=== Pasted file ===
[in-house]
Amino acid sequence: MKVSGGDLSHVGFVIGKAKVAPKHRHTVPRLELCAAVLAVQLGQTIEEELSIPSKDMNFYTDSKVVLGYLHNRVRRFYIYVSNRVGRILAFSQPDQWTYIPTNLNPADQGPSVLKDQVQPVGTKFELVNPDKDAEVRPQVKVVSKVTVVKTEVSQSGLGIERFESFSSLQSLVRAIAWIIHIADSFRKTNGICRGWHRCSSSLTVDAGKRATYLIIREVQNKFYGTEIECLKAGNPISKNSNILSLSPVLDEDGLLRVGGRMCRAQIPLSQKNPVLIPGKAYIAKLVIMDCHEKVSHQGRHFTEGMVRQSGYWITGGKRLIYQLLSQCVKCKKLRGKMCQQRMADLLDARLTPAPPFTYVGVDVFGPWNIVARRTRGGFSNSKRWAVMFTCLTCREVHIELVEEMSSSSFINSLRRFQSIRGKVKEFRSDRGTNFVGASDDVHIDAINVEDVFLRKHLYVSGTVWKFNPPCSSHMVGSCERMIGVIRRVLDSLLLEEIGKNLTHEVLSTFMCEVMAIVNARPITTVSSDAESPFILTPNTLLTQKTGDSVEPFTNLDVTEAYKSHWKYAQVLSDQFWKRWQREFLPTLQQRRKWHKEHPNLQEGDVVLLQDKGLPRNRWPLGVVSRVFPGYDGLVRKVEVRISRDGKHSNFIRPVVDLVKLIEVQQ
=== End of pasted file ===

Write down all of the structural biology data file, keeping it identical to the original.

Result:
[in-house]
Amino acid sequence: MKVSGGDLSHVGFVIGKAKVAPKHRHTVPRLELCAAVLAVQLGQTIEEELSIPSKDMNFYTDSKVVLGYLHNRVRRFYIYVSNRVGRILAFSQPDQWTYIPTNLNPADQGPSVLKDQVQPVGTKFELVNPDKDAEVRPQVKVVSKVTVVKTEVSQSGLGIERFESFSSLQSLVRAIAWIIHIADSFRKTNGICRGWHRCSSSLTVDAGKRATYLIIREVQNKFYGTEIECLKAGNPISKNSNILSLSPVLDEDGLLRVGGRMCRAQIPLSQKNPVLIPGKAYIAKLVIMDCHEKVSHQGRHFTEGMVRQSGYWITGGKRLIYQLLSQCVKCKKLRGKMCQQRMADLLDARLTPAPPFTYVGVDVFGPWNIVARRTRGGFSNSKRWAVMFTCLTCREVHIELVEEMSSSSFINSLRRFQSIRGKVKEFRSDRGTNFVGASDDVHIDAINVEDVFLRKHLYVSGTVWKFNPPCSSHMVGSCERMIGVIRRVLDSLLLEEIGKNLTHEVLSTFMCEVMAIVNARPITTVSSDAESPFILTPNTLLTQKTGDSVEPFTNLDVTEAYKSHWKYAQVLSDQFWKRWQREFLPTLQQRRKWHKEHPNLQEGDVVLLQDKGLPRNRWPLGVVSRVFPGYDGLVRKVEVRISRDGKHSNFIRPVVDLVKLIEVQQ